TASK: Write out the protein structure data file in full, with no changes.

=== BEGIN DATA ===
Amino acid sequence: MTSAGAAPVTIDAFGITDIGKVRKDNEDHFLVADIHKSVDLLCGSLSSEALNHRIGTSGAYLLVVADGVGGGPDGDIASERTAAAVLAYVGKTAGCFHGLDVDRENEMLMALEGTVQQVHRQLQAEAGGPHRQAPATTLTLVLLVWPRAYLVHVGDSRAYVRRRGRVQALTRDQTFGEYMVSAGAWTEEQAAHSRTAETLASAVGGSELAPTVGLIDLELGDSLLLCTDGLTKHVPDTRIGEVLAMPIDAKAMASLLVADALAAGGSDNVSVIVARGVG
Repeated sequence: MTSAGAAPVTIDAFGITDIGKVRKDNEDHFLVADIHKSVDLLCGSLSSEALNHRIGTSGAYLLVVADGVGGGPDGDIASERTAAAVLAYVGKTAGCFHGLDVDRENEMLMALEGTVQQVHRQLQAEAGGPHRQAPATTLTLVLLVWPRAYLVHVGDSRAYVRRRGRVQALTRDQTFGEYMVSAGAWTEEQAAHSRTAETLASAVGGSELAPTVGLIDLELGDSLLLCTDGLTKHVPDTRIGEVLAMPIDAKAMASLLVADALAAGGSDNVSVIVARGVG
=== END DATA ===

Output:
Amino acid sequence: MTSAGAAPVTIDAFGITDIGKVRKDNEDHFLVADIHKSVDLLCGSLSSEALNHRIGTSGAYLLVVADGVGGGPDGDIASERTAAAVLAYVGKTAGCFHGLDVDRENEMLMALEGTVQQVHRQLQAEAGGPHRQAPATTLTLVLLVWPRAYLVHVGDSRAYVRRRGRVQALTRDQTFGEYMVSAGAWTEEQAAHSRTAETLASAVGGSELAPTVGLIDLELGDSLLLCTDGLTKHVPDTRIGEVLAMPIDAKAMASLLVADALAAGGSDNVSVIVARGVG
Repeated sequence: MTSAGAAPVTIDAFGITDIGKVRKDNEDHFLVADIHKSVDLLCGSLSSEALNHRIGTSGAYLLVVADGVGGGPDGDIASERTAAAVLAYVGKTAGCFHGLDVDRENEMLMALEGTVQQVHRQLQAEAGGPHRQAPATTLTLVLLVWPRAYLVHVGDSRAYVRRRGRVQALTRDQTFGEYMVSAGAWTEEQAAHSRTAETLASAVGGSELAPTVGLIDLELGDSLLLCTDGLTKHVPDTRIGEVLAMPIDAKAMASLLVADALAAGGSDNVSVIVARGVG